Inflation and the “Post-Pandemic” Portfolio

Just as we have adjusted to everyday life with a global virus, and worked through waves of Delta, Omicron and BA2, BA4, BA5, our financial lives are beset with old fears about inflation, recession and financial market declines.  We knew that we would not be able to just flip a switch and turn the post-pandemic economy back up to full speed, but the shock of inflation spikes, shortages and grim stock market news is nonetheless difficult to bear.  How can you best manage your money as we move (eventually) out of the pandemic?

The core components of a portfolio are cash, bonds and stocks.  Each play a role, and by diversifying (holding a little of each), typically there is always something “working” in your portfolio, something that is growing, or at least holding steady.  (Diversification also means there is always some part of your portfolio NOT working so well.)  Each component responds to market forces (interest rates, inflation, geopolitical events) differently.  Over the past three quarters, all have been challenged.  Let’s take a look at each in turn, and then on strategies to adapt.

Stocks are the growth engine in any portfolio.  The larger the company, the greater likelihood it produces growth in your portfolio by sharing its profits through dividends.  Newer, smaller companies offer a pure growth strategy: you invest because they offer a product or service that is likely to become dominant, and as the company’s implementation of its plans grows, so does its stock price, and that stock price appreciation grows your portfolio.

The US economy, like the rest of the developed world, is a consumer economy.  Countries measure their economic activity in terms of their Gross Domestic Product (GDP). In the US about 70% of our GDP was from consumer spending.  That’s you and me going to the grocery store and Target.  The rest of US GDP was from private investment (19%), meaning making stuff rather than buying it (constructing commercial buildings and houses, investing in a business, purchasing inventory to sell) and government spending (17%: 3% for National Defense, 3% for other than National Defense, and 10% by state and local government).  These three components don’t add up to 100% because the US was a net importer of goods, meaning we bought more than we sold as a nation, reducing US GDP by about 5%.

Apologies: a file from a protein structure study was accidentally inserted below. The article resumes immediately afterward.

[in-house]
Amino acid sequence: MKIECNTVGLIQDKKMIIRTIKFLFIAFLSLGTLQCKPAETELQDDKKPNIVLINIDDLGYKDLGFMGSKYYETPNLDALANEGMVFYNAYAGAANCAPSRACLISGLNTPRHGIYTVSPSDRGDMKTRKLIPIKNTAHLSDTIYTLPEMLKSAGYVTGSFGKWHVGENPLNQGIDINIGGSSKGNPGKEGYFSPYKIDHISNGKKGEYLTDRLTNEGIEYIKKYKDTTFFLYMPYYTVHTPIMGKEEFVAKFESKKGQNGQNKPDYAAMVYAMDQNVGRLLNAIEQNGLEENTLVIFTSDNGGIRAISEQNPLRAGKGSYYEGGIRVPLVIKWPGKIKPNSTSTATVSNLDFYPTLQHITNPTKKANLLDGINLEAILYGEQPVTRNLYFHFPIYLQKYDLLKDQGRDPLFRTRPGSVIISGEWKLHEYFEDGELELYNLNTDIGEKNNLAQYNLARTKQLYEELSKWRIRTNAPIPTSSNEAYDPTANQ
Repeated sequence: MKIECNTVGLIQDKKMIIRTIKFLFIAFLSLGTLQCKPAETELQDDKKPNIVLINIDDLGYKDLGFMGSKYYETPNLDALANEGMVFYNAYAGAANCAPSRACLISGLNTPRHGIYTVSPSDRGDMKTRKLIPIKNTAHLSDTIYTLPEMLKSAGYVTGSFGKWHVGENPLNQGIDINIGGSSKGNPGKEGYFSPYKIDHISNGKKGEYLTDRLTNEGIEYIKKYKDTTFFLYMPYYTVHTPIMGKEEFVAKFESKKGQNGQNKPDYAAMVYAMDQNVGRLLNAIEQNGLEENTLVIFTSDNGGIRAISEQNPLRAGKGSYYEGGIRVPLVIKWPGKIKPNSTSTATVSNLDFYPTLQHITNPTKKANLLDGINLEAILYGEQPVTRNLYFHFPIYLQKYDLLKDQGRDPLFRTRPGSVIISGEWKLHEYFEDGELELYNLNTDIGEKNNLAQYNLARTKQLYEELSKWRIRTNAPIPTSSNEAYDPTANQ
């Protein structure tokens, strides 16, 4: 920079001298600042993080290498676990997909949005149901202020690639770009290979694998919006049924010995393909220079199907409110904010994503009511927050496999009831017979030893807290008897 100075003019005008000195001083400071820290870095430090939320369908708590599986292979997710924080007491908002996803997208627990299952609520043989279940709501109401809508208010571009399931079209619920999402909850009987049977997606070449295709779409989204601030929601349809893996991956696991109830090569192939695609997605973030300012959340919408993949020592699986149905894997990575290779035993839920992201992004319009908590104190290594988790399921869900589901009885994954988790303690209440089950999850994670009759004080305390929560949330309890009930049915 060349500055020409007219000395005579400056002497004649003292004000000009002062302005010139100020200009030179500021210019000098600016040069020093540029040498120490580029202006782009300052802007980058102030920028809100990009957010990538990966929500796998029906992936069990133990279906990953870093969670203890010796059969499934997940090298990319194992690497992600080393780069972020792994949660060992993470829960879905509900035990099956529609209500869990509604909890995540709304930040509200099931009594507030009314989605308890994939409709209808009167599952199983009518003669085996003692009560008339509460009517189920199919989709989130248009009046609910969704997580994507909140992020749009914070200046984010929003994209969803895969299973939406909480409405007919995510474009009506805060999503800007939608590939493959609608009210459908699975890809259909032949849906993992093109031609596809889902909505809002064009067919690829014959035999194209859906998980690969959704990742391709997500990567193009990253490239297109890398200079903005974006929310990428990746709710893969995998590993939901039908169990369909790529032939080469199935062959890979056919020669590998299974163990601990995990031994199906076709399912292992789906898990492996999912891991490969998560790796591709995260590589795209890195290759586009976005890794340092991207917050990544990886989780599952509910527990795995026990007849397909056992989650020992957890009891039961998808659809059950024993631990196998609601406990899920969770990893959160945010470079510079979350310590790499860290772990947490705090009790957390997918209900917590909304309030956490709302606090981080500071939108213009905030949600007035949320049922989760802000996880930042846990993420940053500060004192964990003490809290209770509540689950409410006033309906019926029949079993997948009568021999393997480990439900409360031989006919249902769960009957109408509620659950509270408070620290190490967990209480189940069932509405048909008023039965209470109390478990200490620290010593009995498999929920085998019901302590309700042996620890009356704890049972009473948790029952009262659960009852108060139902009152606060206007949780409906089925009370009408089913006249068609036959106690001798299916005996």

This a long way of explaining that if we don’t have money to spend, economic growth can stall.  Neither the private sector nor the government are going to make up the difference.

As we ended last summer, with the economy continuing to open, supply chain weaknesses created shortages of goods and inflation started to creep up.  Remember the Even Given?  The gigantic boat that blocked the Suez Canal?  That was last March. As we ended the year, the debate about whether inflation was transitory heated up and stock prices started to wobble.

Fast forward to this year.  At the end of February, Russia invaded Ukraine and now major inputs into the global economy were affected: energy and other commodities like wheat.  If you cut off supply of something, and if demand remains the same, prices will increase provided consumers can pay higher prices and no price controls are implemented by government. The idea that democracy could be at risk worldwide did not sit well with financial markets, either.

We have forgotten this now, but the stock market surged in March, only to drop dramatically towards the end of the quarter. Then stocks came roaring back, only to decline in fits and starts through April and May, then made a modest comeback mid-summer. The Fed raised rates 0.25% in March, by 0.50% in May, and by 0.75% each time in June, July and September.  The Fed meets this week and bets are for another rate hike.


One of the weird things happening in financials at mid-year was that sectors that typically are interest rate-sensitive, like real estate, had not shown signs of being tapped out.  And so the bumps upward continued.

There is a lot of talk about how the Federal Reserve should have known better and adjusted faster to upticks in inflation last Fall.  It’s not the Fed’s job, however, to forecast political events, and it’s not reasonable to believe that they should have foreseen the invasion of Ukraine, the strength of the Ukrainian people to fight back, or the global response to the attack on a sovereign nation.

There are also other forces at work that make financial forecasting especially challenging, including:
  • The move by OPEC+ to restrict oil production, keeping prices high;